Mon, 15 Aug 1994

Women's emancipation in RI may be on the wrong track

JAKARTA (JP): Women's emancipation in Indonesia may be on the wrong track as it is giving greater emphasis to women's participation as workers rather than access to the decision- making process, according to an activist.

"Women's roles are now being enhanced in terms of burden or quantity, and not in terms of access to the fruits of development," Titi Sumbung, director of the Melati Foundation, said during a seminar on human resources development on Saturday.

"This is because women in general are being given the role as executors, and only a few of them are involved in the decision making process or in the planning stages of development programs either at government level or in the legislative body," she said in the seminar which was organized by associations of intellectuals from various religions.

Titi said that despite the major inroads Indonesia has made in terms of promoting the status of women through education, the United States-based Population Crisis Committee still puts Indonesia in the "very poor" category in terms of its women's conditions along with 17 other countries such as Bangladesh, Mali and Afghanistan.

Even the other members of the Association of Southeast Asian Nations (ASEAN) are ranked above Indonesia, she said.


The committee reaches its conclusion based on various indicators such as women's health, the post natal mortality rate, women's life expectancy, young marriages, fertility, education and social equality.

"Looking at the condition of our women as suggested by the study, we still have to work hard to achieve the goal of equal partnership between men and women," Titi said.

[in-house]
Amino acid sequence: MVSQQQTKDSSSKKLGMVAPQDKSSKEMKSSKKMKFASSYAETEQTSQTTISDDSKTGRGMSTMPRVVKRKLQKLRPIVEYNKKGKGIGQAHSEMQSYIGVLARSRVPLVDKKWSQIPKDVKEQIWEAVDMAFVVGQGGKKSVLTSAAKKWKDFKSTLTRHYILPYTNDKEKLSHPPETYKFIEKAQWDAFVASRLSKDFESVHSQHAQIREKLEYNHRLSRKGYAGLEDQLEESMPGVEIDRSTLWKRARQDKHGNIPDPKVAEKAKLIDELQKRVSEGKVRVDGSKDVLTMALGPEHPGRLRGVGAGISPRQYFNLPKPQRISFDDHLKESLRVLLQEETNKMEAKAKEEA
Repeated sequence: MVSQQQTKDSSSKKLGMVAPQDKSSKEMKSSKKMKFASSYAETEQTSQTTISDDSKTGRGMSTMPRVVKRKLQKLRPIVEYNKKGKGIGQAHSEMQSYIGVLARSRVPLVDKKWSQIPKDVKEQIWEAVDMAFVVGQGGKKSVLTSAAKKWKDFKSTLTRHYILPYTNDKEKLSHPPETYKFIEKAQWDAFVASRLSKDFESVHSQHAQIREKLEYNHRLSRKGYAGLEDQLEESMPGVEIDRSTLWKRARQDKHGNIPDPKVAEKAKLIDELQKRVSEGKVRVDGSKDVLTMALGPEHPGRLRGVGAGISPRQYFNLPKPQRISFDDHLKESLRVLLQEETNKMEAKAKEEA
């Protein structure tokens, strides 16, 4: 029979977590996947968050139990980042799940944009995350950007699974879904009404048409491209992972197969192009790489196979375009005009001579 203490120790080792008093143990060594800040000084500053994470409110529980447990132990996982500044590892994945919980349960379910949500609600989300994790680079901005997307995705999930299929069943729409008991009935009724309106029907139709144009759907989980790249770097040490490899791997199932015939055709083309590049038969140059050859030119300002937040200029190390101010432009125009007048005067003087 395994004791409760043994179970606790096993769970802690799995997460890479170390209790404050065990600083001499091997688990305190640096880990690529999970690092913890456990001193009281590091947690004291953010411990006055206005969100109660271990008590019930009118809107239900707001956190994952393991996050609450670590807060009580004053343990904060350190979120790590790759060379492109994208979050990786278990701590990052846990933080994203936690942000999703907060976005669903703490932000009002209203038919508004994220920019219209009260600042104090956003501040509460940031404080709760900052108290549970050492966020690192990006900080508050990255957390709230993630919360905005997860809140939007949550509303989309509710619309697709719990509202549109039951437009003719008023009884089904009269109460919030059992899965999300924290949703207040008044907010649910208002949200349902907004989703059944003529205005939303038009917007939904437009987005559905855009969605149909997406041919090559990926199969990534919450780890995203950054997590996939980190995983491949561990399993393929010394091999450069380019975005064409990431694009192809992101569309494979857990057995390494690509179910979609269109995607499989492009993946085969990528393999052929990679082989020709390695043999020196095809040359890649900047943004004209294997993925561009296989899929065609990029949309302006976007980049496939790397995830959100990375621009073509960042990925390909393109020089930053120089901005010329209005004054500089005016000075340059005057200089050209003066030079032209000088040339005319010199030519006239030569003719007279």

She said the Constitution and the law have already recognized equal rights between women and men, but what is still lacking is women's involvement in the decision making process.

She presented a whole list of statistics about women's involvement in Indonesian politics, which point to an increase, albeit at a very slow pace.

In 1955, 60 percent of adult women voted in an election. By 1987, this had increased to 90 percent.

In 1971, there were 31 out of 460 members of House of Representatives which were women, or six percent. In 1987, there were 57 out of 500, representing 12 percent of the total. This, she pointed out, is still better than the world's average of 9.7 percent.

There are two women in the 39-member Supreme Advisory Council, seven women justices among the 56 members of the Supreme Court, and six women out of 302 officers of the Supreme Audit Agency.

In the country's political parties, a lone woman serves in the 17-member central executive board of the PPP, two in the 20- member board of PDI and five of Golkar's 45-strong board.

Women make up about a third of the civil servants, but most of them are bunched in the low ranks.

A total of 1,174 women are in the first, second and third echelons of the civil service, representing only 6.5 percent of all the existing positions, she said. (emb/rms)